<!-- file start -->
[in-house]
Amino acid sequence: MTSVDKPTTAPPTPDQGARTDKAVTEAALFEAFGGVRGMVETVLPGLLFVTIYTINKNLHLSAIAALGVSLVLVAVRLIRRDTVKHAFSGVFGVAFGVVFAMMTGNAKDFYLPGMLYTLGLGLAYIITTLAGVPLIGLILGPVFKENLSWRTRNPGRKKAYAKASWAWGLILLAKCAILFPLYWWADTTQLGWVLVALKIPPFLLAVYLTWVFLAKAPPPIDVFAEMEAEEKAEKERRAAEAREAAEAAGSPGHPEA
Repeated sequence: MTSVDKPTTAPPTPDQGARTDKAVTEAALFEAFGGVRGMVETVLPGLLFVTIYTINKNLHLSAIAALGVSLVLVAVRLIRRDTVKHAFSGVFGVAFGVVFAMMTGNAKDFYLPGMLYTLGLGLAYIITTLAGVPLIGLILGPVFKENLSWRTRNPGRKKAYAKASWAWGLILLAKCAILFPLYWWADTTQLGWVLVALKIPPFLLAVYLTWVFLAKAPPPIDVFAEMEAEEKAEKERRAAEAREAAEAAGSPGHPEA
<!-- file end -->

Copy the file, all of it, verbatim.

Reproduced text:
[in-house]
Amino acid sequence: MTSVDKPTTAPPTPDQGARTDKAVTEAALFEAFGGVRGMVETVLPGLLFVTIYTINKNLHLSAIAALGVSLVLVAVRLIRRDTVKHAFSGVFGVAFGVVFAMMTGNAKDFYLPGMLYTLGLGLAYIITTLAGVPLIGLILGPVFKENLSWRTRNPGRKKAYAKASWAWGLILLAKCAILFPLYWWADTTQLGWVLVALKIPPFLLAVYLTWVFLAKAPPPIDVFAEMEAEEKAEKERRAAEAREAAEAAGSPGHPEA
Repeated sequence: MTSVDKPTTAPPTPDQGARTDKAVTEAALFEAFGGVRGMVETVLPGLLFVTIYTINKNLHLSAIAALGVSLVLVAVRLIRRDTVKHAFSGVFGVAFGVVFAMMTGNAKDFYLPGMLYTLGLGLAYIITTLAGVPLIGLILGPVFKENLSWRTRNPGRKKAYAKASWAWGLILLAKCAILFPLYWWADTTQLGWVLVALKIPPFLLAVYLTWVFLAKAPPPIDVFAEMEAEEKAEKERRAAEAREAAEAAGSPGHPEA